This website has been developed by Robert Joe Lee to create a point-in-time reference point for how the nation’s courts (in the Judicial Branch, not including administrative tribunals) compensate staff and contract interpreters who work in spoken languages. It is posted here with Robert Joe Lee’s permission.
When you click on this link, you will download a white paper on court interpreter certification in the United States.
Council 28 of the American Federation of State, County and Municipal Employees (AFSCME) negotiated this union contract with the State of Washington for interpreting services rendered to Department of Social and Health Services clients and Medicaid enrollees.
Court interpreters represented by the Communications Workers of America (CWA) have negotiated these union contracts with the California Administrative Office of the Courts.
American Sign Language Interpreters represented by the Communications Workers of America (CWA) negotiated this union contract with Purple Communications, Inc.
This link is the International Medical Interpreters Association Compensation Survey of 2010.
This link is the Massachussets Medical Interpreters Association Compensation Survey of 2006.
National Job Task Analysis Survey of Healthcare Interpreters, November 2016, by CCHI. Not a compensation survey, but a study of the state of the medical interpreting profession at that point in time.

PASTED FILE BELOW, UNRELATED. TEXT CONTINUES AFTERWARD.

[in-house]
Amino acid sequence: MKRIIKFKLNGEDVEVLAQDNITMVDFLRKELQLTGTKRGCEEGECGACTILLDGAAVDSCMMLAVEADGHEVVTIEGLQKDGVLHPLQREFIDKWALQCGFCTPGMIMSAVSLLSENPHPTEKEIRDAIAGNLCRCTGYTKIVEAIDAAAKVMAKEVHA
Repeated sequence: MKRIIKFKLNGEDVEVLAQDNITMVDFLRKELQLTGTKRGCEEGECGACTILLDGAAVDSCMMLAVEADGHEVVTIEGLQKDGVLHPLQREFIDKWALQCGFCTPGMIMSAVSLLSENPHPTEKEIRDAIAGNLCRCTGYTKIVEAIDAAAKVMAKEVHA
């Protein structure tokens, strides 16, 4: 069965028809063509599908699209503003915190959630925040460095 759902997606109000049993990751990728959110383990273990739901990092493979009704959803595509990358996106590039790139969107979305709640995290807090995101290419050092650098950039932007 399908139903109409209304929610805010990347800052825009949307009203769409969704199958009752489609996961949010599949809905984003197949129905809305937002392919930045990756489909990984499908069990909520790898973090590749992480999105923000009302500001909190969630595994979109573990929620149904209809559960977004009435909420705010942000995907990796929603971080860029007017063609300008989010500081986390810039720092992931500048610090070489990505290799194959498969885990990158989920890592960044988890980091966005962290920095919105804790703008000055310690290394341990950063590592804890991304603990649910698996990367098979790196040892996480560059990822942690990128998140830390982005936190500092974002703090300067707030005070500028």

Results of the May 2015 survey of the ATA Interpreters Division. This survey gives an overall picture of the profession, not necessarily a financial snapshot.
Summary Results of the 2014 ATA Compensation Survey. Full results are available for members only. This survey shows a $10,000 difference in annual income between certified and non-certified interpreters and translators.
UK Translator Survey – May 2017
2015 American Medical Writers Association Compensation Survey report. I included this because translation includes writing and there could be some crossover in these fields.
Editorial Freelancers Association list of common rates – includes translation.
ALC Presentation Overview of compensation to language professionals based on public sources, compiled compiled by Winnie Heh, MA, T&I, Career and Academic Advisor, Middlebury Institute of International Studies at Monterey. Link posted with author’s permission.
Note from the author: The data points contained on these slides are ‘descriptive’ rather than ‘prescriptive’ in nature in response to the request made by my students at MIIS. They asked me to help them gain some perspective on the relative earning potentials of various language-related positions. The data points are what I see in the public domain in the first half of 2016 rather than what I think should be. The information in no way represents my view. If you have additional insights you would like to share with me, please contact me at firstname.lastname@example.org. Thank you.